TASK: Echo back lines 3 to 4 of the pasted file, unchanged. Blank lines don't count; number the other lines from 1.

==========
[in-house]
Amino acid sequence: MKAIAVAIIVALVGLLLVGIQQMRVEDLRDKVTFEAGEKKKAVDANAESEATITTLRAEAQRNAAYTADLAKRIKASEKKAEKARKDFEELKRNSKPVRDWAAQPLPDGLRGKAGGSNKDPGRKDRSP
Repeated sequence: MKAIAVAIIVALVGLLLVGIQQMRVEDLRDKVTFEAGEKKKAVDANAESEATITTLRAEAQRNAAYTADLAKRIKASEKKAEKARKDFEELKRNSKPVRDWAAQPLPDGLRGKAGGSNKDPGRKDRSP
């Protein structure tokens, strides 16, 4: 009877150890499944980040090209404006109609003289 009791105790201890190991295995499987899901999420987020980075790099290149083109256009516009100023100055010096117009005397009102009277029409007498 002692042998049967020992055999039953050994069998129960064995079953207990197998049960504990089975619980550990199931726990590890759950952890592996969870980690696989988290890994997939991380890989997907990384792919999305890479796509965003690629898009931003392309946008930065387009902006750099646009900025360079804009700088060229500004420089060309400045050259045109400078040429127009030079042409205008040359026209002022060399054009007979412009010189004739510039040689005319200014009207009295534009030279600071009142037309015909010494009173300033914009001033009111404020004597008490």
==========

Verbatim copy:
Repeated sequence: MKAIAVAIIVALVGLLLVGIQQMRVEDLRDKVTFEAGEKKKAVDANAESEATITTLRAEAQRNAAYTADLAKRIKASEKKAEKARKDFEELKRNSKPVRDWAAQPLPDGLRGKAGGSNKDPGRKDRSP
């Protein structure tokens, strides 16, 4: 009877150890499944980040090209404006109609003289 009791105790201890190991295995499987899901999420987020980075790099290149083109256009516009100023100055010096117009005397009102009277029409007498 002692042998049967020992055999039953050994069998129960064995079953207990197998049960504990089975619980550990199931726990590890759950952890592996969870980690696989988290890994997939991380890989997907990384792919999305890479796509965003690629898009931003392309946008930065387009902006750099646009900025360079804009700088060229500004420089060309400045050259045109400078040429127009030079042409205008040359026209002022060399054009007979412009010189004739510039040689005319200014009207009295534009030279600071009142037309015909010494009173300033914009001033009111404020004597008490």